UNC-Chapel Hill’s Process Series announces 2015–2016 season

Lamentation Variation Project
Lamentation Variation Project

The Process Series, an annual performing arts program at the University of North Carolina at Chapel Hill dedicated to developmental presentations of new works-in-progress, announces its eighth season, which includes five dynamic professional, faculty and student projects debuting on campus beginning Sept. 25.

Founded by artistic director Joseph Megel, the mission of the Process Series is to illuminate ways in which artistic ideas take form and offer audiences the opportunity to examine the creative process and give their feedback as artists and performers explore new works.

Offered in partnership with the Institute for the Arts and Humanities in UNC’s College of Arts and Sciences, all performances are free to the public and will begin at 8 p.m.

2015-2016 performances include:

“Lamentation Variation Project”

Choreography and performance by UNC-Chapel Hill students, curated by Heather Tatreau

Sept. 25 and Sept. 26

Gerrard Hall

Last spring, the Martha Graham Dance Company visited the Carolina campus, bringing with them a suite of contemporary variations on Graham’s landmark 1930 solo “Lamentation.” This harrowing portrayal of grief helped to define modern dance with its unsparing embodiment of raw emotion. Inspired and informed by this visit, UNC-Chapel Hill students created their own “Lamentation Variations” under interdisciplinary faculty guidance, developing these responses to grief through movement, visual art and the written word. This is the first student dance project to appear in the Process Series.

“And So We Walked”

Written and performed by DeLanna Studi and directed by Corey Madden

Nov. 13 and Nov. 14

Swain Hall

Cherokee actor and writer DeLanna Studi explores the enduring impact of the Trail of Tears on contemporary communities using research, interviews and her own family’s experience. Along with her father and a documentarian, Studi retraced the steps of her ancestors from their homestead in Murphy, North Carolina, to their present home near Tahlequah, Oklahoma. Studi will spend a month in residency at UNC-Chapel Hill, turning her first-hand research on the Trail of Tears into an original dramatic work. This is presented in partnership with the Center for the Study of theAmerican South, the Southern Oral History Program and the American Indian Center.

“Mary Domingo”

A new play by Anne García Romero

Feb. 19 and Feb. 20

Swain Hall

Mary Peabody Mann, widow of education reformer Horace Mann, hopes to carry on his work by translating a book by Domingo Sarmiento, an Argentine intellectual. As her relationship with the brilliant and attractive Domingo deepens, Mary struggles to make herself heard. She espouses gender equality, but is she ready to stand up to the men in her life? This play, originally commissioned by Chicago’s Goodman Theatre, is the second in Anne García Romero’s trilogy about her Anglo maternal ancestor and her passion for Latin America. This is presented in partnership with the Teatro Latina/o Series and the Program in Latina/o Studies.

“The Lowest Form of Poetry”

Music by MW Duo (UNC-Chapel Hill faculty members Lee Weisert and Matthew McClure) and dance by COMPANY (Justin Tornow)

March 5 and March 6

Kenan Rehearsal Hall

Starting from the pioneering work of Merce Cunningham and John Cage, COMPANY (choreographer Justin Tornow) and MW duo (saxophonist Matthew McClure and composer/sound artist Lee Weisert) explore the space between clarity and abstraction in this new performance installation. Laser beams traverse the space in which dancers perform. By breaking the beams with their bodies, the dancers trigger samples from Cunningham’s text “Space, Time, and Dance.” Syllables, words and phrases fuse and detach, and accumulation rather than linear narrative moves the work forward.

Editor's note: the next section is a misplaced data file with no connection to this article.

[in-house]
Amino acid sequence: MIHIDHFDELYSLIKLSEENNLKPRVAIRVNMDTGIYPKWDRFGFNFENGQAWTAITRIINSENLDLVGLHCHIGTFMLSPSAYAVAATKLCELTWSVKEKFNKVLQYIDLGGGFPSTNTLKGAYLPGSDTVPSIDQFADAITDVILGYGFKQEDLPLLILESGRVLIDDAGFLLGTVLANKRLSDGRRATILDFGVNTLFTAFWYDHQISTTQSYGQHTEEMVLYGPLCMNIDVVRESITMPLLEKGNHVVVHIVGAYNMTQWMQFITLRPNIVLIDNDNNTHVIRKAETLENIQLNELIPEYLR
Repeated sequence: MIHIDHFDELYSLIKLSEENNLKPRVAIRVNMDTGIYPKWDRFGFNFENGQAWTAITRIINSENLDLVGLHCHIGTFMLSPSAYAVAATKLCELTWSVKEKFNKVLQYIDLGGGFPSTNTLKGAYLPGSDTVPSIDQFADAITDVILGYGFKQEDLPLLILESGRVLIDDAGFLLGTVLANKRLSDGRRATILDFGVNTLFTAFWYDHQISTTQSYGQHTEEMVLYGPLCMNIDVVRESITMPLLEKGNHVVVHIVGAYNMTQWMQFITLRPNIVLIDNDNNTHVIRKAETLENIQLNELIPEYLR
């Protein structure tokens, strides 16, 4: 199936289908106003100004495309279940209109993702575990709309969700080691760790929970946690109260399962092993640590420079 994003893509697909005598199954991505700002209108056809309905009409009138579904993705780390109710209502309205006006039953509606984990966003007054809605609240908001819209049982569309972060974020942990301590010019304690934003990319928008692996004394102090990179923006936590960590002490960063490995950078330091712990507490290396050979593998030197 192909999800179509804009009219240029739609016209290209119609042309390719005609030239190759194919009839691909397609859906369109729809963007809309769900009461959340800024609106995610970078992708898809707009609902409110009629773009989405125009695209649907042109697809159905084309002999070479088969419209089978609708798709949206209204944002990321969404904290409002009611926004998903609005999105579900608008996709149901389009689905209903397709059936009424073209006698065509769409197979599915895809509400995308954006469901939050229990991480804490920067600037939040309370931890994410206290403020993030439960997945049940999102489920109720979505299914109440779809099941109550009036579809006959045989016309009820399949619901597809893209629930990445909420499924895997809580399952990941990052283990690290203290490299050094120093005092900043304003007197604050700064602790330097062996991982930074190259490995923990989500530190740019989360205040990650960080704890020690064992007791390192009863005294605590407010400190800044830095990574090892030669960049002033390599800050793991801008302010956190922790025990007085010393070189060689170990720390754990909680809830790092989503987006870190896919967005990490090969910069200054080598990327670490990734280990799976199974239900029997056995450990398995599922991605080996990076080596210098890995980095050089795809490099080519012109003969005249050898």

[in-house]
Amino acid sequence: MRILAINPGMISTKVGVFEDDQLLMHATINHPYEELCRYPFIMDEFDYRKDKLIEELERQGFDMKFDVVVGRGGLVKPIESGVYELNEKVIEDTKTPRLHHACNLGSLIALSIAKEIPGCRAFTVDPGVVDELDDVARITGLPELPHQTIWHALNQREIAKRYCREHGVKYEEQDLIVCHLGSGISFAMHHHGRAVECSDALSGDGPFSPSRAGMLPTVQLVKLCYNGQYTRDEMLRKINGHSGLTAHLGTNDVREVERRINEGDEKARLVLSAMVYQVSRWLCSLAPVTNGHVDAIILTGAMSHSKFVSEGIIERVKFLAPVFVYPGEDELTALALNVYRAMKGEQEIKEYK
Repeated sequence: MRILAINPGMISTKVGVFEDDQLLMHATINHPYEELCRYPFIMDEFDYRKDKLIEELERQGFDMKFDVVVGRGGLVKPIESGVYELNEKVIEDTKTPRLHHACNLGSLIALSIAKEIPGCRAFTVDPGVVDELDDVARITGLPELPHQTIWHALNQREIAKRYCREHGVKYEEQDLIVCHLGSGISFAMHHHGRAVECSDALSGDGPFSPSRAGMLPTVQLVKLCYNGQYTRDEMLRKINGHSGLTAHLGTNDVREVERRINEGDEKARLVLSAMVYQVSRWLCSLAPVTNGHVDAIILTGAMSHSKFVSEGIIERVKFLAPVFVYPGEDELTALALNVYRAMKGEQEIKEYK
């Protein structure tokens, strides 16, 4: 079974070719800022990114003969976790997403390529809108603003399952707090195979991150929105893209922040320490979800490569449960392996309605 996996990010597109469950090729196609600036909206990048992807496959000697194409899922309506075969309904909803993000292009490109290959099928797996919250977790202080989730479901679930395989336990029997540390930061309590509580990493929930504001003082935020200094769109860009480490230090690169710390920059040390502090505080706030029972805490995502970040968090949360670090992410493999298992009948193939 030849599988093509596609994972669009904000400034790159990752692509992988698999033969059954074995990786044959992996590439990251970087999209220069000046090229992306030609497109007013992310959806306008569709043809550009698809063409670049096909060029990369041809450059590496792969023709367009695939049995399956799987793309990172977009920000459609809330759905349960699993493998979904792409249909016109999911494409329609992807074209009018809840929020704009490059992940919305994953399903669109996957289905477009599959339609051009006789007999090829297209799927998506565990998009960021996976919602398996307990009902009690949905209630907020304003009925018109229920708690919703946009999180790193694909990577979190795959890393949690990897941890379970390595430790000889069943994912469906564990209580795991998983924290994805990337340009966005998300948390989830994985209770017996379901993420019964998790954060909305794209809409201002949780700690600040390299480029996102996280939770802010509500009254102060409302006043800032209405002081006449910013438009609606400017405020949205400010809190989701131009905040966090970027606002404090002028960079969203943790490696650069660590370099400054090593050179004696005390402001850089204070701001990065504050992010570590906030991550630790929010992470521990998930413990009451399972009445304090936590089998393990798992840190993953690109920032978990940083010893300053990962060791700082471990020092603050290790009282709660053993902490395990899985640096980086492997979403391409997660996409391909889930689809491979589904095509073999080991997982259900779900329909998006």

“Help Me to Find My People”

Directed by Nikkole Salter, based on the book by Heather Andrea Williams

April 7 and April 8

The Sonja Haynes Stone Center

This new play, crafted by Obie Award winning playwright Nikkole Salter and based on the book by former UNC-Chapel Hill history professor Heather Andrea Williams, chronicles the journey of African-Americans from loss to the search for and discovery of their loved ones immediately after Emancipation, a search that still reverberates in African-American families today. Using contemporary documents — letters, articles, interviews, legal documents and newspaper advertisements — Salter brings the journey to freedom and family to vivid and visceral life. This is presented in cooperation with The Sonja Haynes Stone Center for Black Culture and History.

Additional works to be presented beyond the series:


New works by UNC-Chapel Hill MFA in Art alumni, curated by Jina Valentine

Nov. 11 to Dec. 12

John and June Allcott Gallery

In the graduate art studio, a Eureka! moment unites exhilaration and fear. The Aha! moment may come from experiments with new materials, techniques or narratives, or from reimagining and reassessing what, why and how things are made. This exhibition of works by two dozen UNC-Chapel Hill MFA alumni showcases their graduate school turning points alongside their current work.

Roundtable Reading Series

Locations and dates TBA

This reading series offers playwrights a chance to hear their plays read at the earliest stages of development. Featured are “There are Others” by Matt Garner (2013 UNC-Chapel Hill dramatic art MFA alumnus), “Silhouettes of Service” by Gregory DeCandia (current MFA candidate) and “Mr. Messiah” by Dana Coen (director of UNC’s Writing for Screen and Stage program). This is presented in partnership with PlayMakers Repertory Company and the department of dramatic art.

Learn more at: http://processseries.unc.edu/performances/15-16-season/.

The Process Series: http://processseries.unc.edu

Institute for the Arts and Humanities: http://iah.unc.edu